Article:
Mammalian defensins in immunity: more than just microbicidal

Trends Immunol. 2002 Jun;23(6):291-6. doi: 10.1016/s1471-4906(02)02246-9.


Mammalian defensins are small, cationic, antimicrobial peptides encoded by the host that are considered to be important antibiotic-like effectors of innate immunity. By using chemokine receptors on dendritic cells and T cells, defensins might also contribute to the regulation of host adaptive immunity against microbial invasion. Defensins have considerable immunological adjuvant activity and linkage of beta-defensins or selected chemokines to an idiotypic lymphoma antigen has yielded potent antitumor vaccines. The functional overlap between defensins and chemokines is reinforced by reports that some chemokines have antimicrobial activities. Although showing similarity in activity and overall tertiary structure, the evolutionary relationship between defensins and chemokines remains to be determined.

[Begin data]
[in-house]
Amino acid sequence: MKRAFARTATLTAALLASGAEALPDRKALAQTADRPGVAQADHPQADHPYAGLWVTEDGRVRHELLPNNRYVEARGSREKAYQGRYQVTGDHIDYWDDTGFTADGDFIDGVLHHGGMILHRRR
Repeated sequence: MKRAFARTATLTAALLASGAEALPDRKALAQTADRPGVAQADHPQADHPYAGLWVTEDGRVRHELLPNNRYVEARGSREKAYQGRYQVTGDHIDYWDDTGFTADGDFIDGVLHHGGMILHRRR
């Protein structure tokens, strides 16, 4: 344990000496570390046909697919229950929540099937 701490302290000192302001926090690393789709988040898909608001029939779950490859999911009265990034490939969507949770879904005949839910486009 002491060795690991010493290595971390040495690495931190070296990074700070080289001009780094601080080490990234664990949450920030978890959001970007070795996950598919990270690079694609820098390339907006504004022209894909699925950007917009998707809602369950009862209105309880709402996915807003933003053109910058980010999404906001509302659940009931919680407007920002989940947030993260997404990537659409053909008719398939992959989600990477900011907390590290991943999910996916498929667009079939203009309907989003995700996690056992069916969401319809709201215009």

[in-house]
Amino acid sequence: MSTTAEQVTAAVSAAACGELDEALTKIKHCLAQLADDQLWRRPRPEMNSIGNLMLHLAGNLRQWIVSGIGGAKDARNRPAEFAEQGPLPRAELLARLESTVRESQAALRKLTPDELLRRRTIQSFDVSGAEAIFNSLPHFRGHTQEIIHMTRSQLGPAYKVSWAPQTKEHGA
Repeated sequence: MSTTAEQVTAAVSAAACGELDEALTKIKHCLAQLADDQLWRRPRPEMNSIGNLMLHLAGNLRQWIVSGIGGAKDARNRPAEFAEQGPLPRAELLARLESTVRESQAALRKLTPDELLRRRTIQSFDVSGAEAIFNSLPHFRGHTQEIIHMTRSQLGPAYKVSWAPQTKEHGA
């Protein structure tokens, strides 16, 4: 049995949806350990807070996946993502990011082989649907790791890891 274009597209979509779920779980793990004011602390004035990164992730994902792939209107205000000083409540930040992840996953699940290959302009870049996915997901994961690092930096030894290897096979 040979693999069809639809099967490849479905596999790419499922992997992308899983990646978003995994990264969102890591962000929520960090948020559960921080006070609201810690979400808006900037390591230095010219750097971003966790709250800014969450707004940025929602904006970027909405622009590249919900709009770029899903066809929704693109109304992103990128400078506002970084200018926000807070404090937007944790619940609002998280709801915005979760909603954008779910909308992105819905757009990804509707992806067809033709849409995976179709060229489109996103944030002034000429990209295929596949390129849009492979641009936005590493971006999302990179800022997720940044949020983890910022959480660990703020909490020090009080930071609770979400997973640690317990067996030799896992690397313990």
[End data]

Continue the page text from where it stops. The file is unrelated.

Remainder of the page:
Publication types

  • Review

MeSH terms

  • Animals
  • Antigen Presentation
  • Chemokines / physiology
  • Defensins / immunology
  • Defensins / physiology*
  • Humans
  • Immunity, Innate
  • Infections / immunology
  • Lymphocyte Subsets / immunology
  • Mammals / immunology*
  • Mice
  • Models, Molecular
  • Protein Conformation
  • Receptors, Chemokine / physiology


  • Chemokines
  • Defensins
  • Receptors, Chemokine